Asian Pacific American Heritage Month is celebrated each year during the month of May to honor the accomplishments and contributions Asian Americans and Pacific Islanders have made to the United States of America. May was selected in recognition of the first Japanese immigrant’s arrival to the U.S. on May 7, 1843, and the transcontinental railroad’s completion anniversary on May 10th, 1869.

Originally, a resolution to declare the first ten days of May as Asian Pacific American Heritage Week was presented to the House of Representatives in June of 1977 by Rep. Frank Horton (NY) and Rep. Norman Y. Mineta (CA). Soon after, a similar bill was presented by Senators Daniel K. Inouye and Spark Matsunaga (HI). Neither bill was passed, so in June of 1978, Horton presented a joint resolution to, “proclaim a week, which is to include the seventh and tenth of the month, during the first ten days in May of 1979 as ‘Asian Pacific American Heritage Week.’”

The bill was passed and signed by President Jimmy Carter in October of 1978 proclaiming a seven-day period beginning on May 4th as Asian Pacific American Heritage Week. Then, in 1990 President George H.W. Bush signed a bill lengthening the celebration to encompass the entire month of May. May was officially signed into law as Asian Pacific American Heritage Month in 1992.

Throughout the course of U.S. History, Asians and Pacific Islanders have made tremendous contributions to our nation through diplomacy, technology, athletics, and the military.  Some of these notable people include:

  • Dalip Singh Saund, the first Asian American elected to Congress (1956).
  • Ellison Onizuka, the first Asian American in space (Space Shuttle Discovery, January 24th, 1985) who tragically died serving as the Mission Specialist on the Space Shuttle Challenger.
  • Navy Captain and astronaut Sunita L. Williams, who served as flight engineer and science officer on the International Space Station.
  • Jerry Yang, who moved to California from Taiwan when he was ten years old and, alongside his college friend, David Filo, created Yahoo!.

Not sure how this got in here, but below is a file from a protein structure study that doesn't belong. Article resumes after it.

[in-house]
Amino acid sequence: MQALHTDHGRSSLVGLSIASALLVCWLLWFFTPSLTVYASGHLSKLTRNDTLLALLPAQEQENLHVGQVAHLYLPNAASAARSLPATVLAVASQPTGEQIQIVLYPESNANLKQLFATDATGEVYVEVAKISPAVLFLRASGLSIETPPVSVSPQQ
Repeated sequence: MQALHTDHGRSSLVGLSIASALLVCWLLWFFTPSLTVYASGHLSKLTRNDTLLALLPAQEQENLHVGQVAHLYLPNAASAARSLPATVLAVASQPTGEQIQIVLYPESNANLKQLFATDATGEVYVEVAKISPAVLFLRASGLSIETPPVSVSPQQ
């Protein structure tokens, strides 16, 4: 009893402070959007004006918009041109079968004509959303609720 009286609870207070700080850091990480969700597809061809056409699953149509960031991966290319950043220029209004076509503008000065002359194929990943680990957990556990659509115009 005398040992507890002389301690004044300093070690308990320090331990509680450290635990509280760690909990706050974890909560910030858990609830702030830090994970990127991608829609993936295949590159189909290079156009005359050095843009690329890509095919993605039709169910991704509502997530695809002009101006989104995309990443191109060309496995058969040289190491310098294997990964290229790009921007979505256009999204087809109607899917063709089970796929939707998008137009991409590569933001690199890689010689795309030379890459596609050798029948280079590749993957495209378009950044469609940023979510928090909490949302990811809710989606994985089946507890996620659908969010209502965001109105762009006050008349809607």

• Michelle Kwan, a two-time figure skating Olympic Medalist and a five-time World Figure Skating Champion.
  • José B. Nísperos, the first Asian American to receive the Medal of Honor.

These are just a few of the many Asians and Pacific Islanders who have proven to be an inspiration for all.

There is a long history of Asians and Pacific Islanders in the United States Military. Many Asian Americans served during WW1 on the battlefields of France and were granted naturalized citizenship following the war. During WWII, following the attack on Pearl Harbor, Japanese Americans were seen as a threat to America. This prompted the creation of the War Relocation Authority which placed thousands of Japanese Americans in internment camps. Despite this, many first-generation Japanese Americans volunteered to serve their country. There has been continued support of our military through the Asian and Pacific Islander communities and, as recent as 2013, John M. Cho became the first Active Component American Soldier of Korean descent to achieve the rank of Brigadier General.

As we continue to observe and celebrate Asian Pacific American Heritage Month it is important not only to recognize the influential people living in America today, but also remember those who made sacrifices for our country and worked to improve their own lives and the lives of the American people.

Photo courtesy of the U.S. Army

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